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Tommy Caldwell onsights Mt. Hooker in car-to-car ascent with Adam Stack

Posted on: September 2, 2016


On August 24, Tommy Caldwell and Adam Stack completed the first known car-to-car ascent of Mt. Hooker. The duo covered fifteen miles of trail before ascending Hooker's north face via Jaded Lady (VI 5.12a, 1,800') and hiking back to their car in 19 hours and 39 minutes.

Adam Stack on the hike in to the base of Mt. Hooker (12,504'). [Photo] Tommy Caldwell Adam Stack on the hike in to the base of Mt. Hooker (12,504'). [Photo] Tommy Caldwell

Caldwell and Stack left the trailhead at 2:30 am and reached the base of Mt. Hooker around 7:30. A hand-drawn topo provided by a friend neglected to indicate where the climb began and the first two pitches. An hour after arriving at the base, the duo began to make their way up the rock, simulclimbing five pitches in blocks of about 400 feet each. Caldwell onsighted each pitch.

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Caldwell notes that the "slow, wandering" nature of the route made the wall feel even bigger than the description lead them to believe. Their topo also didn't indicate the route's crux, leading the duo to wonder whether they had traveled off route.

For Stack, the highlight of the climb was observing Caldwell's composure and commitment to the onsight on the crux. "That's why Tommy is such an awesome partner," Stack explains. "If he [showed] too much concern, that would put more stress on me."

Tommy Caldwell heads to the start of the route. [Photo] Adam Stack Tommy Caldwell heads to the start of the route. [Photo] Adam Stack

For both Caldwell and Stack, this trip marked their first venture into the Wind River Range. The two climbers had heard about the area from climbing legend Todd Skinner around fifteen years ago.

As Caldwell recounts over the phone, Skinner had told him that everything in the Winds, from the climbing opportunities to the scenery, was worthwhile. Caldwell adds, "I never believed him. Turns out, he was right!"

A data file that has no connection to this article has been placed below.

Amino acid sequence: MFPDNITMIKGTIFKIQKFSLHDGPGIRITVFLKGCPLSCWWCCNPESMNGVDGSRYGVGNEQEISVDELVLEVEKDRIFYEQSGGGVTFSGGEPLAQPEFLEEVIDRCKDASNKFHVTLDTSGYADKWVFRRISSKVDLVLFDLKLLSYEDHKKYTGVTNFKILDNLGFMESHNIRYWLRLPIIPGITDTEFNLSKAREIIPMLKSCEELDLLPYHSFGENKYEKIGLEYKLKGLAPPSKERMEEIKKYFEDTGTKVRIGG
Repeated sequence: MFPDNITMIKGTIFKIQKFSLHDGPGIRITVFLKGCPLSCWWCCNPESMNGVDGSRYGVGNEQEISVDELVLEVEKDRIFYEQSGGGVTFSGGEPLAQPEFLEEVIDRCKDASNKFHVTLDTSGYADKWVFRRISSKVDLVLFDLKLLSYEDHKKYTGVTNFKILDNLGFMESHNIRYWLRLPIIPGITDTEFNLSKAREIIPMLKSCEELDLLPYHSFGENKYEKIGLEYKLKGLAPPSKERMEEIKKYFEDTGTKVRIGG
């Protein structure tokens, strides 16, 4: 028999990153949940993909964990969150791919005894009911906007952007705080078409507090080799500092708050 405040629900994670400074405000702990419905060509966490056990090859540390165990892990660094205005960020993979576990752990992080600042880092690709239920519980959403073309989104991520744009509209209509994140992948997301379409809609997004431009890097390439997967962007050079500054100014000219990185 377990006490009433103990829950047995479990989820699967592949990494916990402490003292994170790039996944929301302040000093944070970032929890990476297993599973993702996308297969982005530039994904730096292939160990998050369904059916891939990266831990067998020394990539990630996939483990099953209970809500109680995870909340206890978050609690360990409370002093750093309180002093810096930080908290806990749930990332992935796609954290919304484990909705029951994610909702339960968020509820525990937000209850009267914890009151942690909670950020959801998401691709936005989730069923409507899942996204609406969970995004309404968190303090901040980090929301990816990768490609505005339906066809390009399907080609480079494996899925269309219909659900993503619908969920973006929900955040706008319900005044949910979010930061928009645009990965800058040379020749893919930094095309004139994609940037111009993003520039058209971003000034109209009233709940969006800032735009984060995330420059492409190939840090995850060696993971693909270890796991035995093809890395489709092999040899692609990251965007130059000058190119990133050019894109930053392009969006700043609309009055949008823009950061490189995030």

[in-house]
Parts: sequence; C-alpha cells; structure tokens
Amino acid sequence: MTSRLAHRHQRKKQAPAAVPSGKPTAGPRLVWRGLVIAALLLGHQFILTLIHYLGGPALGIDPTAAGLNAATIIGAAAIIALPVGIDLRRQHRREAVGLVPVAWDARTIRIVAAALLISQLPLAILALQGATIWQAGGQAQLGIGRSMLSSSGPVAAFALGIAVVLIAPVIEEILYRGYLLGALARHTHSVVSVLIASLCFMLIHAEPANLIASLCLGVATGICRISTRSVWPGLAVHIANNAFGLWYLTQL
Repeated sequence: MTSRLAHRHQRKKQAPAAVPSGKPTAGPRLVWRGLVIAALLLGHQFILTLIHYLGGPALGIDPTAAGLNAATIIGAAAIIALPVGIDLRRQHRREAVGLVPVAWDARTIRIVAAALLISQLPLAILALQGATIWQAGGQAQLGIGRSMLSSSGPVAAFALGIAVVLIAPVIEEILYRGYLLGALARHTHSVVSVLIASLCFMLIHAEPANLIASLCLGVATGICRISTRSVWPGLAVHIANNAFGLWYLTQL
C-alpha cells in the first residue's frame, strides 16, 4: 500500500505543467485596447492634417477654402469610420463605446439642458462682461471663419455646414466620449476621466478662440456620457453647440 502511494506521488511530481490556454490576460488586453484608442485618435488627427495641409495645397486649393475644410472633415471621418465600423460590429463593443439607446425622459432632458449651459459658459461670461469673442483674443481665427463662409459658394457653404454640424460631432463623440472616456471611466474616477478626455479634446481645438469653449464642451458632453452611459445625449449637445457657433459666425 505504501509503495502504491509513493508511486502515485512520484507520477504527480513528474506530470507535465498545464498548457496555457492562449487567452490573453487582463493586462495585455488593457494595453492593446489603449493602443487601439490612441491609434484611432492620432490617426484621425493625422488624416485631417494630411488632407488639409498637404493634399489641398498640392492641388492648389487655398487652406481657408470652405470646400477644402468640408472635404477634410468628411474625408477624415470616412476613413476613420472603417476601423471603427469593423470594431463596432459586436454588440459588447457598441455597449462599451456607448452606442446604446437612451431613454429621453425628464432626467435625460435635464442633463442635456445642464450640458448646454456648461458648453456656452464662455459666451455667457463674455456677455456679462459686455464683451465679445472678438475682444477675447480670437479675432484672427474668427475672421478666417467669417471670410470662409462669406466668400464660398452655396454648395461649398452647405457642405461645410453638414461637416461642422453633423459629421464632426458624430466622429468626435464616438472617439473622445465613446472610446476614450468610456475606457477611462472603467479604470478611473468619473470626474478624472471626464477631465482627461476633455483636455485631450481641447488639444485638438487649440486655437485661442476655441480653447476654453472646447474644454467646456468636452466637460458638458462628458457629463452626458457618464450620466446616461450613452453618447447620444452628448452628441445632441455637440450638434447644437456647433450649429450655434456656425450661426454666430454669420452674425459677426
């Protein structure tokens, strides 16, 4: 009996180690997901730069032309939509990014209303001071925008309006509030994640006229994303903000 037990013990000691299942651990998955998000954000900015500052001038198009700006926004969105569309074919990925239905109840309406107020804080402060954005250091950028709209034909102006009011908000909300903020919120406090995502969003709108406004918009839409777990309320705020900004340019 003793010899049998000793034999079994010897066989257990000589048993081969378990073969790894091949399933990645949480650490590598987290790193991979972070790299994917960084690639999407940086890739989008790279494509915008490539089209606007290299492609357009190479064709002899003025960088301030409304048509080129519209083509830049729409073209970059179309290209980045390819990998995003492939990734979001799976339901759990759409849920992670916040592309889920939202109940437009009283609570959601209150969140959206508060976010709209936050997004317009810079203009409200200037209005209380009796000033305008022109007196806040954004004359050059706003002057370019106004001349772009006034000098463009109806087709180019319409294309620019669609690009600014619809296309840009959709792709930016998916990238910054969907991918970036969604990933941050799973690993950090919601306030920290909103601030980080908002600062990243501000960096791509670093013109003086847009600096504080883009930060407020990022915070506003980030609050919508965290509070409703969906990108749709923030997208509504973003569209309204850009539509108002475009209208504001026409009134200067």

Mt. Hooker, Caldwell says, was "way bigger, way more remote, and way more impressive" than he had expected.

Stack knew that a short trip would be more feasible for his climbing partner, who has recently been busy writing a book. Stack's motivation for the car-to-car challenge, he explains, was to have the opportunity "to spend a day outside with a buddy."

But, he adds, "I don't think we would have tried to do it in a day if...we knew what the hike was like."

Caldwell mid-way up Jaded Lady (VI 5.12a). [Photo] Adam Stack Caldwell mid-way up Jaded Lady (VI 5.12a). [Photo] Adam Stack

Mt. Hooker's "free climbing renaissance"

A few years ago, a spate of climbs began what Josh Wharton refers to as a "free-climbing renaissance" on the north face of Mt. Hooker. In August 2013, Wharton and Whit Magro completed the first one-day free ascent of Jaded Lady. In 2014 Anne Gilbert Chase and Kate Rutherford repeated their feat.

Royal Robbins, Richard K. McCracken and Charlie Raymond were the first to ascend Mt. Hooker's north face. In 1964, they mixed free and aid climbing on their four-day ascent of the wall. A photo of Robbins in a hanging belay over the cool, marbled granite would become an icon, luring later climbers to attempt big walls in the relatively unknown Wyoming wilderness area.

In an interview with Alpinist earlier this year, Paul Piana noted that this photo was what first drew him and Todd Skinner to dream of making the first free ascent of Mt. Hooker. Piana and Skinner, along with Galen Rowell and Tim Toula, completed the first full free ascent of Jaded Lady in 1990. Their climb followed the line of the Robbins route and included a six-pitch variation that the team of Annie Whitehouse, Stuart Ritchie and Mark Rolofson had crafted just days earlier. (Fifty feet of aid at the crux had prevented the Whitehouse team from claiming the north face's first free ascent.)

Piana recalled the cold on the north face being "bitter and painful," even in August. The route stays in the shade most all of the day.

Luckily Caldwell and Stack were prepared. "I owe Kate Rutherford...huge," Stack says. Rutherford advised Stack to climb in a down jacket. Conditions were "full-on alpine," he notes.

"The contrasts [in the Winds] struck me more then most places I have climbed," Stack says. "The valleys were very lush, inviting and beautiful. [But] as [we] climbed...the peaks around us became barren, brown [and] harsh...almost intimidating. It did not feel like a place you belonged."

I asked Caldwell if he thought he would go back to the Winds. "Some day," he says. "It is a beautiful place."

On the hike back to the trailhead. [Photo] Adam Stack On the hike back to the trailhead. [Photo] Adam Stack

[For more on the history of Mt. Hooker and the Wind River Range, check out the Mountain Profile in Issue 55.—Ed]

Sources: Tommy Caldwell, Adam Stack, Paul Piana

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